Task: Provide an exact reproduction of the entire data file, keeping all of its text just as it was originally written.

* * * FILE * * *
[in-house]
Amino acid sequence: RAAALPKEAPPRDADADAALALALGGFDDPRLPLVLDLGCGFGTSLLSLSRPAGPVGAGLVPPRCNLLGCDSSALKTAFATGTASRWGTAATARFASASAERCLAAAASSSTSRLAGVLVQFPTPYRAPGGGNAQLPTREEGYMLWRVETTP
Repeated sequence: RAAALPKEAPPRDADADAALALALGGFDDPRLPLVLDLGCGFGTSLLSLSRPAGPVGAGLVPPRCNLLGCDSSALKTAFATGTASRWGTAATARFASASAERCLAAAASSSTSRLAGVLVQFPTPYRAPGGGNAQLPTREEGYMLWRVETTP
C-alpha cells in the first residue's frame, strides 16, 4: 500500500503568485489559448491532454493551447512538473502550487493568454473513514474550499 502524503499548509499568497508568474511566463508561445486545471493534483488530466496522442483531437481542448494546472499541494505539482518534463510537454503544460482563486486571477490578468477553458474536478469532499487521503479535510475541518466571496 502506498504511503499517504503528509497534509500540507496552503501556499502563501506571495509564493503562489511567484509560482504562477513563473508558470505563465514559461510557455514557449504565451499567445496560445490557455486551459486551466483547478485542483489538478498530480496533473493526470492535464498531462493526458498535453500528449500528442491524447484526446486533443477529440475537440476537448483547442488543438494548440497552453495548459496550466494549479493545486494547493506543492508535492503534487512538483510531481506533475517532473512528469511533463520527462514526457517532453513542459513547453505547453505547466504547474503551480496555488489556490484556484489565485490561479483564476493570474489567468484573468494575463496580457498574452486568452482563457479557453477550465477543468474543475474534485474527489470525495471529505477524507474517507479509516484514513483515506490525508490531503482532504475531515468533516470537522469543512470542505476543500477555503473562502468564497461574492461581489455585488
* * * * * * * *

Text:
[in-house]
Amino acid sequence: RAAALPKEAPPRDADADAALALALGGFDDPRLPLVLDLGCGFGTSLLSLSRPAGPVGAGLVPPRCNLLGCDSSALKTAFATGTASRWGTAATARFASASAERCLAAAASSSTSRLAGVLVQFPTPYRAPGGGNAQLPTREEGYMLWRVETTP
Repeated sequence: RAAALPKEAPPRDADADAALALALGGFDDPRLPLVLDLGCGFGTSLLSLSRPAGPVGAGLVPPRCNLLGCDSSALKTAFATGTASRWGTAATARFASASAERCLAAAASSSTSRLAGVLVQFPTPYRAPGGGNAQLPTREEGYMLWRVETTP
C-alpha cells in the first residue's frame, strides 16, 4: 500500500503568485489559448491532454493551447512538473502550487493568454473513514474550499 502524503499548509499568497508568474511566463508561445486545471493534483488530466496522442483531437481542448494546472499541494505539482518534463510537454503544460482563486486571477490578468477553458474536478469532499487521503479535510475541518466571496 502506498504511503499517504503528509497534509500540507496552503501556499502563501506571495509564493503562489511567484509560482504562477513563473508558470505563465514559461510557455514557449504565451499567445496560445490557455486551459486551466483547478485542483489538478498530480496533473493526470492535464498531462493526458498535453500528449500528442491524447484526446486533443477529440475537440476537448483547442488543438494548440497552453495548459496550466494549479493545486494547493506543492508535492503534487512538483510531481506533475517532473512528469511533463520527462514526457517532453513542459513547453505547453505547466504547474503551480496555488489556490484556484489565485490561479483564476493570474489567468484573468494575463496580457498574452486568452482563457479557453477550465477543468474543475474534485474527489470525495471529505477524507474517507479509516484514513483515506490525508490531503482532504475531515468533516470537522469543512470542505476543500477555503473562502468564497461574492461581489455585488